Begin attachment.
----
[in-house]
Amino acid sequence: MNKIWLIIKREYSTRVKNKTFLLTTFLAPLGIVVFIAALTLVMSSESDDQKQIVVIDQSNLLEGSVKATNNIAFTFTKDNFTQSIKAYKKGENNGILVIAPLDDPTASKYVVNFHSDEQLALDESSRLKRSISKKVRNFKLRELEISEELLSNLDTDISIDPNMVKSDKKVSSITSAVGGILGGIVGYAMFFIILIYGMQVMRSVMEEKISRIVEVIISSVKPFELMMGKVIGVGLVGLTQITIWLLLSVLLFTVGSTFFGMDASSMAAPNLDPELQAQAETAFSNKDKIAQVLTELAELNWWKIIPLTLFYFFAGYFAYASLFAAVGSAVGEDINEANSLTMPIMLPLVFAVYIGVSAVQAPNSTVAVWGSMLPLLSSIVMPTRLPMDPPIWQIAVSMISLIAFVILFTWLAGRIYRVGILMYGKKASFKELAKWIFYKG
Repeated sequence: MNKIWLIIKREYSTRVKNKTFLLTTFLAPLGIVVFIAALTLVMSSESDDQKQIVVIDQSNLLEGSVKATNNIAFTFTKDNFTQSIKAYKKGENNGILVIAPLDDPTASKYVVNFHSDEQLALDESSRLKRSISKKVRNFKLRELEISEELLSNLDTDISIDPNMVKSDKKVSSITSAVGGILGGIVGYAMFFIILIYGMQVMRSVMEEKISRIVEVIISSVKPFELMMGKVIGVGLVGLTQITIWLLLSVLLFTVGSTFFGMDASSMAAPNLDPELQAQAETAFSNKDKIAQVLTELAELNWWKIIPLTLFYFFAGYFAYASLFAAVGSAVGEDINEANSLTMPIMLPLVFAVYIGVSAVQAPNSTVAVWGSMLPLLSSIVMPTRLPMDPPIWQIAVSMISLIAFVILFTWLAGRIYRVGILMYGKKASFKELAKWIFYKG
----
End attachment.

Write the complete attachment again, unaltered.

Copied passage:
[in-house]
Amino acid sequence: MNKIWLIIKREYSTRVKNKTFLLTTFLAPLGIVVFIAALTLVMSSESDDQKQIVVIDQSNLLEGSVKATNNIAFTFTKDNFTQSIKAYKKGENNGILVIAPLDDPTASKYVVNFHSDEQLALDESSRLKRSISKKVRNFKLRELEISEELLSNLDTDISIDPNMVKSDKKVSSITSAVGGILGGIVGYAMFFIILIYGMQVMRSVMEEKISRIVEVIISSVKPFELMMGKVIGVGLVGLTQITIWLLLSVLLFTVGSTFFGMDASSMAAPNLDPELQAQAETAFSNKDKIAQVLTELAELNWWKIIPLTLFYFFAGYFAYASLFAAVGSAVGEDINEANSLTMPIMLPLVFAVYIGVSAVQAPNSTVAVWGSMLPLLSSIVMPTRLPMDPPIWQIAVSMISLIAFVILFTWLAGRIYRVGILMYGKKASFKELAKWIFYKG
Repeated sequence: MNKIWLIIKREYSTRVKNKTFLLTTFLAPLGIVVFIAALTLVMSSESDDQKQIVVIDQSNLLEGSVKATNNIAFTFTKDNFTQSIKAYKKGENNGILVIAPLDDPTASKYVVNFHSDEQLALDESSRLKRSISKKVRNFKLRELEISEELLSNLDTDISIDPNMVKSDKKVSSITSAVGGILGGIVGYAMFFIILIYGMQVMRSVMEEKISRIVEVIISSVKPFELMMGKVIGVGLVGLTQITIWLLLSVLLFTVGSTFFGMDASSMAAPNLDPELQAQAETAFSNKDKIAQVLTELAELNWWKIIPLTLFYFFAGYFAYASLFAAVGSAVGEDINEANSLTMPIMLPLVFAVYIGVSAVQAPNSTVAVWGSMLPLLSSIVMPTRLPMDPPIWQIAVSMISLIAFVILFTWLAGRIYRVGILMYGKKASFKELAKWIFYKG